Maternity facilities in India are dire and the number of women who die from poor care is appallingly high. Our local team have identified a key way to help support women in pre and post maternal care.
In December 2012 eighteen sixth form students from Benenden School in Kent travelled to India to visit The Rhema Partnership. They were accompanied by Mrs Jane Ashton, Chaplain at Benenden, and Rebecca Ross, Housemistress.
Following their trip Jane Ashton wrote:
Having left England on a cold, grey morning we were delighted to arrive in Chennai where the day time temperature was 30 degrees. Anyone who has flown from London to Chennai will remember that two things hit you as you walk out of the airport; the warm night air, and the number of the people noisily waiting for their relatives arriving off long haul flights – the shouts of welcome, embraces, general hubbub – all at 3am! – this is India! Our first stop was Mahabilipuram, a small town one hour south of Chennai. Here we enjoyed a short stay by the sea, ‘acclimatising’ to the new and varied sights, sounds ( and smells!) of India. For the students this was their first experience of such a world and they embraced it with delight and enthusiasm. They enjoyed a shopping trip in town, buying cheap trousers and typically Indian Christmas gifts for their families, and readily engaged in conversation with the locals.
We then flew inland to Madurai – a large, relatively empty airport seemingly in the middle of no-where, where we were warmly greeted by Bishop Samuel. Our first stop was Mottomalai to visit Pastor Jebaraj and his small church. We then bumped across the Tamil Nadu countryside until we finally reached our destination, Cumbum; a thriving, bustling and perpetually busy town of approximately 200,000. We checked into the Jaba International Hotel (we were the international aspect!) before travelling the short distance to The Rhema Garden. Here a unique reception awaited us. We were welcomed with big smiles, shy handshakes and beautiful garlands. The students were overwhelmed by their first experience of The Garden and they quickly realised what an oasis it is, both physically and spiritually, in the midst of the hubbub and busyness of Cumbum.
Over the following week we participated in many aspects of life at Rhema. We painted the newly completed extension of the dining room and played endlessly with the children at the Garden, who enchanted us with their impressive English, warmth and enthusiasm. We observed patients receiving treatment in the Medical Centre, helped the cooks in the kitchen, and visited homes in Cumbum to sing Carols. A particular highlight was making a dance video to be used as backing in Bishop Samuel’s latest DVD, including one routine executed in a paddy field! In addition we visited Pastor Robin’s church in the Kerala Hills as well as Pastor Reuban at Uppakottai; it was good to see the church building in this very poor village now at roof height. The students were struck by so many aspects of life at Rhema; the obvious happiness of the children and their zest for life ( as well as games!); the contrast between everyday life in India compared to the UK; the wholehearted faith of those at The Rhema Garden and their dependence on God; as well as the evident joy of Bishop Samuel and his fellow workers. After a short yet memorable trip we left with heavy hearts, aware of the profound impact that Rhema had had on us, challenging so many of the ideas and values we hold in the West, and hoping that in some small way we might to able to repay the debt we owed to those at Rhema.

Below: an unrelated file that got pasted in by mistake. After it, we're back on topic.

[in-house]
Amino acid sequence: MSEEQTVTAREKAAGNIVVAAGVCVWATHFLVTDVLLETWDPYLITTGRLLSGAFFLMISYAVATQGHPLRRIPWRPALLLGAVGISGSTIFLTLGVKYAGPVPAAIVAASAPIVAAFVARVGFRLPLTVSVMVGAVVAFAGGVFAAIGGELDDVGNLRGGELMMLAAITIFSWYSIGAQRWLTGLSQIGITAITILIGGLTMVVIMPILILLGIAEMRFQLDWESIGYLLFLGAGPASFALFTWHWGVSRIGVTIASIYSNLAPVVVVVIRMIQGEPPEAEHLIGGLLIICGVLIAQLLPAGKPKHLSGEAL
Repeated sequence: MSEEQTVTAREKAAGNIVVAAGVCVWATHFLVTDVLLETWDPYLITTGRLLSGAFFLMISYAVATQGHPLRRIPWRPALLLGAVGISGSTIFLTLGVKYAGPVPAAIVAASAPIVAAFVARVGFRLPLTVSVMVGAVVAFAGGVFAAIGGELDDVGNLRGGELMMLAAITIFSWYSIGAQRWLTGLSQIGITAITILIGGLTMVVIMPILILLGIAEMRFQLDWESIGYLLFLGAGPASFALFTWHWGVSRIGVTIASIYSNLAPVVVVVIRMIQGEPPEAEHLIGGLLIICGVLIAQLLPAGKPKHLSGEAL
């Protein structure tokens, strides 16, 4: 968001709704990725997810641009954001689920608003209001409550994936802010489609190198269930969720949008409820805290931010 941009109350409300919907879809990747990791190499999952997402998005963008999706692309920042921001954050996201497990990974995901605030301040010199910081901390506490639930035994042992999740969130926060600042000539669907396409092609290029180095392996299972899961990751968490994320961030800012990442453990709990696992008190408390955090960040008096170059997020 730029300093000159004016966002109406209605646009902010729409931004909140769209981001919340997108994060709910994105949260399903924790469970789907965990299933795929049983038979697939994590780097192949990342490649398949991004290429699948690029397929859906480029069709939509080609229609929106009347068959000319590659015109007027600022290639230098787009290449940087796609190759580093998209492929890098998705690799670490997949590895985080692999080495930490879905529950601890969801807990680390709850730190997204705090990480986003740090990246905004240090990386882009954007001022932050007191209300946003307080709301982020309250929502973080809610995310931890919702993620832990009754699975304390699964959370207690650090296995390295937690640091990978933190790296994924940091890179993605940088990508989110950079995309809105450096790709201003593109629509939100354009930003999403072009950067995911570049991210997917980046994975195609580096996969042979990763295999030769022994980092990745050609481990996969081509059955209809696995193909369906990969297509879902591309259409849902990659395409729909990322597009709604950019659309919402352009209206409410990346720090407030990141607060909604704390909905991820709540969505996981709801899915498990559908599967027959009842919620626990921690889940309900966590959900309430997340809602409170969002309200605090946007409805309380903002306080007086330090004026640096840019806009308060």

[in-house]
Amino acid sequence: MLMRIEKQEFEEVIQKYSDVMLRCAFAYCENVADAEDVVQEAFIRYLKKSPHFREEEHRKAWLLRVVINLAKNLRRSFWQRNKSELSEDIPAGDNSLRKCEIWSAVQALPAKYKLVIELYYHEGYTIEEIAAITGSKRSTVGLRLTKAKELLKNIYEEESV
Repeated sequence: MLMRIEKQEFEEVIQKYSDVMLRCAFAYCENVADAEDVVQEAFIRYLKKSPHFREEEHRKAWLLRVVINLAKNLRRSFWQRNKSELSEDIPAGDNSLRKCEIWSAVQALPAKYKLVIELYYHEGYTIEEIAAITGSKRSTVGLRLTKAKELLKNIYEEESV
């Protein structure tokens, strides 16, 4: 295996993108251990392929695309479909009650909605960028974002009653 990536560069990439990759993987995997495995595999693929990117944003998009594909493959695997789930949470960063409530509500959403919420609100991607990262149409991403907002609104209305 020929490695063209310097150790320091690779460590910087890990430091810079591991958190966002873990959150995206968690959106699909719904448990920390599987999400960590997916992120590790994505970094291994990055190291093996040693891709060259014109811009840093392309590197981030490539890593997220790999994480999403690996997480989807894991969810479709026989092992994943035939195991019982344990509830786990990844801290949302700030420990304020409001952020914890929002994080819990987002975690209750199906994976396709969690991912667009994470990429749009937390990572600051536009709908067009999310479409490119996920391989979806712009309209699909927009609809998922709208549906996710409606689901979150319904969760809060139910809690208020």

As a result the students are planning various fundraising events, including an art show in London and sponsored sail around the Isle of Wight! In consultation with Bishop Samuel our aim is to raise enough money to complete the top floor of the girl’s hostel at Rhema, thereby providing further accommodation for vulnerable and orphaned children. Watch this space!